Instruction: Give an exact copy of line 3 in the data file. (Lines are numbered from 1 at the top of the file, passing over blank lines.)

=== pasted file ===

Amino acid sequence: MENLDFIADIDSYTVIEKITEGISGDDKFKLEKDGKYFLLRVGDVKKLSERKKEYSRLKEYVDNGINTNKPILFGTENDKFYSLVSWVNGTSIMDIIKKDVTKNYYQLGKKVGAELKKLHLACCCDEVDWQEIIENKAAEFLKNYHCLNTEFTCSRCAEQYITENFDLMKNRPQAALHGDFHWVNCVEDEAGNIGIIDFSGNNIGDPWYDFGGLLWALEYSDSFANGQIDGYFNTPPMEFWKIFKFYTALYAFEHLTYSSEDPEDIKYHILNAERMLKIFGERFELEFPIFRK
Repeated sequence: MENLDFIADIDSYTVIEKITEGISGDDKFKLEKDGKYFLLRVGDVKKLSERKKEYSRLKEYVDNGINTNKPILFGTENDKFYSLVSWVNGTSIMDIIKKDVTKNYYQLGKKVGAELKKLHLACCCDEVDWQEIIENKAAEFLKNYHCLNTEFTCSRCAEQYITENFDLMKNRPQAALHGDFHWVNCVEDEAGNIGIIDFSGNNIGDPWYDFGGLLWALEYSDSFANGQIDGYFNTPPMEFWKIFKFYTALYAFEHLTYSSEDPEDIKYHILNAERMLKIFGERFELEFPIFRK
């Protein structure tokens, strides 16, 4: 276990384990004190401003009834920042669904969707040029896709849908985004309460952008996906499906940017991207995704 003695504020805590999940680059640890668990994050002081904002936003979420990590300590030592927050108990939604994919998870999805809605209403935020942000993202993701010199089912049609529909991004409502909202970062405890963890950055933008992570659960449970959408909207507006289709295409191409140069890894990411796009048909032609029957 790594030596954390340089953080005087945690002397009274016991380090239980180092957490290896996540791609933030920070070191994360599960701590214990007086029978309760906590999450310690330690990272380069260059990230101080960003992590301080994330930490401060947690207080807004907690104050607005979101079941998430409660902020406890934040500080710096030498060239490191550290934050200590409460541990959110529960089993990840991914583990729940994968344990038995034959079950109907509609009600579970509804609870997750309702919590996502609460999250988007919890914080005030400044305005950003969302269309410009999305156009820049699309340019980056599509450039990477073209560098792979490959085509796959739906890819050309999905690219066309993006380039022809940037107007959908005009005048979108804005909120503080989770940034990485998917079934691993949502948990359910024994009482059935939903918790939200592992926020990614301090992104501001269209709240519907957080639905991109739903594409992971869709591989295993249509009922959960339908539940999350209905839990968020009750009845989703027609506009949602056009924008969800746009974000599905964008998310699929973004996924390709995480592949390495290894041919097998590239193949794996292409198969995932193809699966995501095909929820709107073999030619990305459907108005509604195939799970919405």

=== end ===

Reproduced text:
């Protein structure tokens, strides 16, 4: 276990384990004190401003009834920042669904969707040029896709849908985004309460952008996906499906940017991207995704 003695504020805590999940680059640890668990994050002081904002936003979420990590300590030592927050108990939604994919998870999805809605209403935020942000993202993701010199089912049609529909991004409502909202970062405890963890950055933008992570659960449970959408909207507006289709295409191409140069890894990411796009048909032609029957 790594030596954390340089953080005087945690002397009274016991380090239980180092957490290896996540791609933030920070070191994360599960701590214990007086029978309760906590999450310690330690990272380069260059990230101080960003992590301080994330930490401060947690207080807004907690104050607005979101079941998430409660902020406890934040500080710096030498060239490191550290934050200590409460541990959110529960089993990840991914583990729940994968344990038995034959079950109907509609009600579970509804609870997750309702919590996502609460999250988007919890914080005030400044305005950003969302269309410009999305156009820049699309340019980056599509450039990477073209560098792979490959085509796959739906890819050309999905690219066309993006380039022809940037107007959908005009005048979108804005909120503080989770940034990485998917079934691993949502948990359910024994009482059935939903918790939200592992926020990614301090992104501001269209709240519907957080639905991109739903594409992971869709591989295993249509009922959960339908539940999350209905839990968020009750009845989703027609506009949602056009924008969800746009974000599905964008998310699929973004996924390709995480592949390495290894041919097998590239193949794996292409198969995932193809699966995501095909929820709107073999030619990305459907108005509604195939799970919405």